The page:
I think we need another hand here–any Martians reading this?–because there could be net warming due to other areas which are experiencing warming episodes independently of the tropics.

        That’s not just theoretical, either; the recent high anomalies are partly due to a very warm Arctic winter this year. As far as I know, there’s no known link to ENSO. (That’s another good reason to call BS on Mr. Watts’ claim.)

        Such independent events could have considerable effects on the global trend and how it compares to the tropics.

        Moral–The possible correlations between global and zonal temperature trends simply do not allow the inferences that Mr. Watts tries to draw.

        As to your second point, you won’t find any regular here claiming that the February anomaly ‘proves’ much in any large sense. But it does vividly exemplify how foolish and blind the ‘there has been no warming since 1998’ claims truly are. And believe me, I for one see those claims with considerable regularity.

  13. Willard Tony “Micro” Watts–a man who could have been brilliant… if only he hadn’t been so stupid.

  14. OP: “It also seems that [Watts is] desperately seeking some simple, single thing to “prove” once and for all that CO2 isn’t raising temperature dramatically.”

    Science deniers are quick to demand “proof” of the phenomena they want to deny. The best response is “Proof is for mathematics and distilled alcoholic beverages.” Tamino has devoted this blog to explaining how little we can know with certainty about complex natural systems like the Earth’s climate, but how much more we can know with high confidence. That will never be good enough for some people, though.

    The demand for certainty is a common personality trait among science deniers, who are unable to distinguish between science and faith. If all the details of AGW aren’t known for certain, then climate scientists know nothing about it at all. What the AGW-denier thinks he knows, OTOH, he knows for certain. He may be wrong, but at least he’s sure! He may mouth sciencey words, but he’ll never make a worthwhile contribution to the body of scientific knowledge.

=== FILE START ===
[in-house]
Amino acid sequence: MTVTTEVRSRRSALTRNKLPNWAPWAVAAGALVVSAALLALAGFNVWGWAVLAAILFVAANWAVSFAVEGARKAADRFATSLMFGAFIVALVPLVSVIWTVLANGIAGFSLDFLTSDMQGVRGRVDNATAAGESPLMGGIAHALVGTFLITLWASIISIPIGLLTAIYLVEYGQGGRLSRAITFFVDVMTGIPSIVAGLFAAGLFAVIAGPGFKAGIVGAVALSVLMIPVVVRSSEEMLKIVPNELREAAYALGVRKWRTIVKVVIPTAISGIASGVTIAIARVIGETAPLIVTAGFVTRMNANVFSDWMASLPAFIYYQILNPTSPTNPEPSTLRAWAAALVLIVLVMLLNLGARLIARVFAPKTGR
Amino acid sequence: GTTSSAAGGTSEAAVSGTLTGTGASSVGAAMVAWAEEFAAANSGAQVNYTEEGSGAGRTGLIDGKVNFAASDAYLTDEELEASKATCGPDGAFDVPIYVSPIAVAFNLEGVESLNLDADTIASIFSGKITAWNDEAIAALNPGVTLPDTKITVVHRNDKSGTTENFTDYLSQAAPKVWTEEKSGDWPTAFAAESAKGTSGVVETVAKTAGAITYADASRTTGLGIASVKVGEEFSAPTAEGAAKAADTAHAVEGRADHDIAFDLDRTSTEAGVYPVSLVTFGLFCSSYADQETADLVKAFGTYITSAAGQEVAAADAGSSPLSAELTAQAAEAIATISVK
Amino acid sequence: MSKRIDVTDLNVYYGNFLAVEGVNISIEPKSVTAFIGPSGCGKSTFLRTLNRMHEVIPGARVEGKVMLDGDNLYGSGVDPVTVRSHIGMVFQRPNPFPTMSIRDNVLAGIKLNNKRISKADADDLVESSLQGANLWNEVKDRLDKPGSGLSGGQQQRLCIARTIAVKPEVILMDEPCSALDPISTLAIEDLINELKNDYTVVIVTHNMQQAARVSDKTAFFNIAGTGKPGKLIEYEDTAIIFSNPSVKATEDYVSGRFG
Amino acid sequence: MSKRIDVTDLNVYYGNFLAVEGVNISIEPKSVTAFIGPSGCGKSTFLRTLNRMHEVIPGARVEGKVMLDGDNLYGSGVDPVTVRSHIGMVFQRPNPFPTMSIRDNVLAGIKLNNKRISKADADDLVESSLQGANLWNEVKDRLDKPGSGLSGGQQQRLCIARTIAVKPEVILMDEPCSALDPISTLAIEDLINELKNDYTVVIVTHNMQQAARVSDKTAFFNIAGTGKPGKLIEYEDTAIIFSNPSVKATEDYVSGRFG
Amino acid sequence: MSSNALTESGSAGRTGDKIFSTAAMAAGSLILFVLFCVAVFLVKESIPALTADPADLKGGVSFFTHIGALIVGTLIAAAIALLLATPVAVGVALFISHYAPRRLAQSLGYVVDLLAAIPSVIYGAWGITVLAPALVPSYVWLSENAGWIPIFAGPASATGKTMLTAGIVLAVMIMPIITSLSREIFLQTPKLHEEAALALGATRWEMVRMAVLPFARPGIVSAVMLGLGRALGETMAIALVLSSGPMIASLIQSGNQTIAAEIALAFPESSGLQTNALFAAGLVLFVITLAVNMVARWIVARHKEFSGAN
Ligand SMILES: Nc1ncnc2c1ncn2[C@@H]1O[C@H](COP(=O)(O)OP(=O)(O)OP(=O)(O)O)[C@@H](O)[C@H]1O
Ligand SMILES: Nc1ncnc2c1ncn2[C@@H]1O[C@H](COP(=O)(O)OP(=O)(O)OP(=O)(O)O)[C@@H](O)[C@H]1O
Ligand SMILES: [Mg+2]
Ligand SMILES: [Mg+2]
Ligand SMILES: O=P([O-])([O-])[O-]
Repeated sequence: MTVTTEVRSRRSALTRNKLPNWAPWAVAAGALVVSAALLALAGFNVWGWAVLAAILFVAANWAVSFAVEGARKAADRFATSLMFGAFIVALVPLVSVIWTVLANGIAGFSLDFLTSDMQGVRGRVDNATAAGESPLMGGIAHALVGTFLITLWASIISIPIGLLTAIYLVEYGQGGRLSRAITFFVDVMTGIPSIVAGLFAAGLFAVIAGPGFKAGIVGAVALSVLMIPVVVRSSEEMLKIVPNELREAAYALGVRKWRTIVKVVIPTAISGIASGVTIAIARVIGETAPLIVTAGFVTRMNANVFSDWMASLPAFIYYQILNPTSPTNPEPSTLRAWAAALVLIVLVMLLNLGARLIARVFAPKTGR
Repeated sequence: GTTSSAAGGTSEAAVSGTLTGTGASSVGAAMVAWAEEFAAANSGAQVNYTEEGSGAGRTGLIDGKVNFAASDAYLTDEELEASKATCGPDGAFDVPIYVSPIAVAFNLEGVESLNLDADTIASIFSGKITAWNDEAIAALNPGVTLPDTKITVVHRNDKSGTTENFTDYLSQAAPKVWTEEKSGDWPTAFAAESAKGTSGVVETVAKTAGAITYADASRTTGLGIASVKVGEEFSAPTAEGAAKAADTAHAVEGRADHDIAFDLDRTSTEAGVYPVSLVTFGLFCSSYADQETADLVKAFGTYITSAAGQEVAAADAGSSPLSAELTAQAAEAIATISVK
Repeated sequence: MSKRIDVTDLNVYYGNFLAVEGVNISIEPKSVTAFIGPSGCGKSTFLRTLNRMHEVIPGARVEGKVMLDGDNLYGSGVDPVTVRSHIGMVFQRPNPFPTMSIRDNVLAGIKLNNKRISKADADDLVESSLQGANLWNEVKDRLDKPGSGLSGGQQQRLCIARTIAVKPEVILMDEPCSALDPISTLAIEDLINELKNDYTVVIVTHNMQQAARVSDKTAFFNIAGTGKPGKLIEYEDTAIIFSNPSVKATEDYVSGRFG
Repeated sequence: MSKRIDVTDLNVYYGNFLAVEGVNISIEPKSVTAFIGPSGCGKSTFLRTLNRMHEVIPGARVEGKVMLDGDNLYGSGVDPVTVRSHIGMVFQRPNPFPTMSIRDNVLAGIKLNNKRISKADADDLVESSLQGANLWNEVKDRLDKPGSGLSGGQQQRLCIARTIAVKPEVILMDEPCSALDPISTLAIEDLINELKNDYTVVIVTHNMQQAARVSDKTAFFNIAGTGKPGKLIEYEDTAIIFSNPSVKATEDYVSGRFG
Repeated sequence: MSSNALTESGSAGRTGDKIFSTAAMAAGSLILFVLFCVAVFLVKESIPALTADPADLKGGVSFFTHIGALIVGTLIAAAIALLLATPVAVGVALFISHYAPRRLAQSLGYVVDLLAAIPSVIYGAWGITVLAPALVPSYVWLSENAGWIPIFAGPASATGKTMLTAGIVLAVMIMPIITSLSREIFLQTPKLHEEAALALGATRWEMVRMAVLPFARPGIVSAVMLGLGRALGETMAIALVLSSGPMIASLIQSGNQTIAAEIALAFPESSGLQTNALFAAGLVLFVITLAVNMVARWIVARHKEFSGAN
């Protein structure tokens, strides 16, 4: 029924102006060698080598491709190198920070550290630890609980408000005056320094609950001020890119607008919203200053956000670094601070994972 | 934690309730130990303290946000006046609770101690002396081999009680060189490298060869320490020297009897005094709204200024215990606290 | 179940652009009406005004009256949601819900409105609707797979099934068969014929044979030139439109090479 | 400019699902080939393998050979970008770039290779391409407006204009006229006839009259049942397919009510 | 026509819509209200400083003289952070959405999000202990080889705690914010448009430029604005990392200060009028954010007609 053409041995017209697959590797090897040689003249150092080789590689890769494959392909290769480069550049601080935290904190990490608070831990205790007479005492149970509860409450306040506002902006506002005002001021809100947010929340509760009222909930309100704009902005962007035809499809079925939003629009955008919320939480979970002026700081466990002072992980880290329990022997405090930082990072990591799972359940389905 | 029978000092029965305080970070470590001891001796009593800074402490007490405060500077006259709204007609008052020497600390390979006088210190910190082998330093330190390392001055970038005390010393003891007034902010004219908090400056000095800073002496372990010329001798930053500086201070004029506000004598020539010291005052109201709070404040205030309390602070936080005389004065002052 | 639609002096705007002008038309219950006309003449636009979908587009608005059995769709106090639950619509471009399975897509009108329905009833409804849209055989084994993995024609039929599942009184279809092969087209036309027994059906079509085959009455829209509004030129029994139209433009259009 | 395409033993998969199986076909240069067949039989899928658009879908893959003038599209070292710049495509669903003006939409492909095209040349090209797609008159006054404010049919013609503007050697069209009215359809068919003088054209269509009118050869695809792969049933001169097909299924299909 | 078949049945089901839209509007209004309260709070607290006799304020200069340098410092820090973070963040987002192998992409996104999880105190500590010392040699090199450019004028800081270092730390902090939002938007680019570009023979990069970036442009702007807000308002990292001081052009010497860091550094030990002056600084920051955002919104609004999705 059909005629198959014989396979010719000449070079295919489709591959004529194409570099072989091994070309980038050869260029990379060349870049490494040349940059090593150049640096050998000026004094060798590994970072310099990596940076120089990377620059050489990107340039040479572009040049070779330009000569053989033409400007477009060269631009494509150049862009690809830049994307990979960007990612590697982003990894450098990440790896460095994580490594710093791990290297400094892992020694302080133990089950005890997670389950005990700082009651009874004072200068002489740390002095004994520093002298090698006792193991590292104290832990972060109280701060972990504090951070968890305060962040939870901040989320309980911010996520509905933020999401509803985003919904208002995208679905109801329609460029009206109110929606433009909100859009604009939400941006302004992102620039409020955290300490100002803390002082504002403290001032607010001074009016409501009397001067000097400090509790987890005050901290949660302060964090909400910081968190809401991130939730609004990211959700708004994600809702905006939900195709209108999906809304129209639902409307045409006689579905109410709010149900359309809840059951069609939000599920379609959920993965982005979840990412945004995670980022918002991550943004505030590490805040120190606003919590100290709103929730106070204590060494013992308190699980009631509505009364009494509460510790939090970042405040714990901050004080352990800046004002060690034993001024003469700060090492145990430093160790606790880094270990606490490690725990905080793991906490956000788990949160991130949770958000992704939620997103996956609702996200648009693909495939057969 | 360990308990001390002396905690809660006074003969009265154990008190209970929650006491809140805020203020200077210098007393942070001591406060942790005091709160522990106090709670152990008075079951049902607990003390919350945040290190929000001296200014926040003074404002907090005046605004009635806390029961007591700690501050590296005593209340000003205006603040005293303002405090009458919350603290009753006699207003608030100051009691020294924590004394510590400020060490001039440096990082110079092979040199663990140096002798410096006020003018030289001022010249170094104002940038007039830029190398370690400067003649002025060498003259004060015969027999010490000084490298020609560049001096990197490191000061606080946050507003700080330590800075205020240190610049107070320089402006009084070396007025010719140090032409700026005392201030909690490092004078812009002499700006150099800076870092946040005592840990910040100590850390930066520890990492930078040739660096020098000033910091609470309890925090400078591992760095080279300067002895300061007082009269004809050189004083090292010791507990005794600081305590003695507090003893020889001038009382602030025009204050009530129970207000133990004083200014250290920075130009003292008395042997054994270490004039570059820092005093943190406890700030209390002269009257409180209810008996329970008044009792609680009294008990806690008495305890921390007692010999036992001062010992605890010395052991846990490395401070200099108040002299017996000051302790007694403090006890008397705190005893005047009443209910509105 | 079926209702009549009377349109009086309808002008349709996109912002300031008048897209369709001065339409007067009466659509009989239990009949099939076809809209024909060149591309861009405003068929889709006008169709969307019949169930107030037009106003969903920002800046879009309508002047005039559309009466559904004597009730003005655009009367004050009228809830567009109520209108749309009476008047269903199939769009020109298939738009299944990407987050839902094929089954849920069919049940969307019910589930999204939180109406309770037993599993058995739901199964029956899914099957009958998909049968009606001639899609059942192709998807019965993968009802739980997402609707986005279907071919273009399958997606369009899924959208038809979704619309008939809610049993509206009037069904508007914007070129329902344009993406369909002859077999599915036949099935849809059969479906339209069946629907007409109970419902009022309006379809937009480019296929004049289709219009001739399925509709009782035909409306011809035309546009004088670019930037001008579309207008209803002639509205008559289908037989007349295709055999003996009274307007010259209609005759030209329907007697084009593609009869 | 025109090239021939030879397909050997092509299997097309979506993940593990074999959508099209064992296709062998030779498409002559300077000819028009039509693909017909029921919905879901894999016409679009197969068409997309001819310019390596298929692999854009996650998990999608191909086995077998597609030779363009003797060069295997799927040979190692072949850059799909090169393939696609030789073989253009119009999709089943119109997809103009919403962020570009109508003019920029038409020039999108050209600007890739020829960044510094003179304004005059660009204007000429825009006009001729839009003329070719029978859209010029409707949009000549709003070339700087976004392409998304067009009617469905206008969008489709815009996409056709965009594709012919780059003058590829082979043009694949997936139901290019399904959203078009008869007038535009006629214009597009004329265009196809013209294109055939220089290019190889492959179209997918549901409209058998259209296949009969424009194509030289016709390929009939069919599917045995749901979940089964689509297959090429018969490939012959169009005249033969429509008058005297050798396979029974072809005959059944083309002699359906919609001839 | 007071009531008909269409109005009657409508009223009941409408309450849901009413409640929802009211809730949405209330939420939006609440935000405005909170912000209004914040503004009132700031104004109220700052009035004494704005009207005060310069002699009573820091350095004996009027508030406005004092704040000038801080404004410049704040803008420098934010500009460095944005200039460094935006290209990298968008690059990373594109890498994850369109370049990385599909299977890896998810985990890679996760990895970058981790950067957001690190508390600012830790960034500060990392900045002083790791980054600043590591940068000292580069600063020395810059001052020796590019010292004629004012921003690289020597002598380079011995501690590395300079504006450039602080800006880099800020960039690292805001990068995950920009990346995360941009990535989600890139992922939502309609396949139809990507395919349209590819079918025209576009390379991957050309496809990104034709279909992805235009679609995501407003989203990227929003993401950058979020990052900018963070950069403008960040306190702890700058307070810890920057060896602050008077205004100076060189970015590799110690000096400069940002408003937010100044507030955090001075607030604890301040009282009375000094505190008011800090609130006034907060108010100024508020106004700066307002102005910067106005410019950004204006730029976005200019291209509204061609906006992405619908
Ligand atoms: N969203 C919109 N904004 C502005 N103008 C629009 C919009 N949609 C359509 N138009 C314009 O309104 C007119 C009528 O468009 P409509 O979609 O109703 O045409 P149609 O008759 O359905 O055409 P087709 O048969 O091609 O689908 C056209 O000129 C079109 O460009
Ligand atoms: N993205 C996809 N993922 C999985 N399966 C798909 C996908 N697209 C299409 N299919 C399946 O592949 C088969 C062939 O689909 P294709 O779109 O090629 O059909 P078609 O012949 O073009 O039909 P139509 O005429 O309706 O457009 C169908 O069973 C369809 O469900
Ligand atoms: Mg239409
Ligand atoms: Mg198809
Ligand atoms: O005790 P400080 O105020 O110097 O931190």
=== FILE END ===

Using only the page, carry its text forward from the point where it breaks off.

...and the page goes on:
15. “The demand for certainty is a common personality trait among science deniers, who are unable to distinguish between science and faith.”

    Well said. Think about how quickly the long and bitter ‘controversy’ about plate tectonics was silenced by about 1975 (1960s textbooks still call it a ‘controversial theory’). The only reason why there is not a plate tectonics controversy today is because petroleum geologists found that plate tectonics a very useful model to find more oil. Follow the dollar.

    • “The only reason why there is not a plate tectonics controversy today…”

      Isn’t that a bit too strong? Controversies do get put to bed even in the absence of monetary motives–though the folklore does suggest that generational shifts are sometimes helpful.

    • I would also point out that there was a lot of progress in seismology and the mineralogy of the mantle that revealed that under the pressures there, the mantle flows, removing the main theoretical objection to plate tectonics (e.g. how do you get rock to flow through rock). Science is conservative, and even strong empirical evidence may be suspect if there is no theoretical mechanism whereby it can be explained.

  16. Mal, the bit about the demand for certainty among denialists reminds me of a quote by Richard Hamming:

    “Most people like to believe something is or is not true. Great scientists tolerate ambiguity very well. They believe the theory enough to go ahead; they doubt it enough to notice the errors and faults so they can step forward and create the new replacement theory. If you believe too much you’ll never notice the flaws; if you doubt too much you won’t get started. It requires a lovely balance. “–Richard Hamming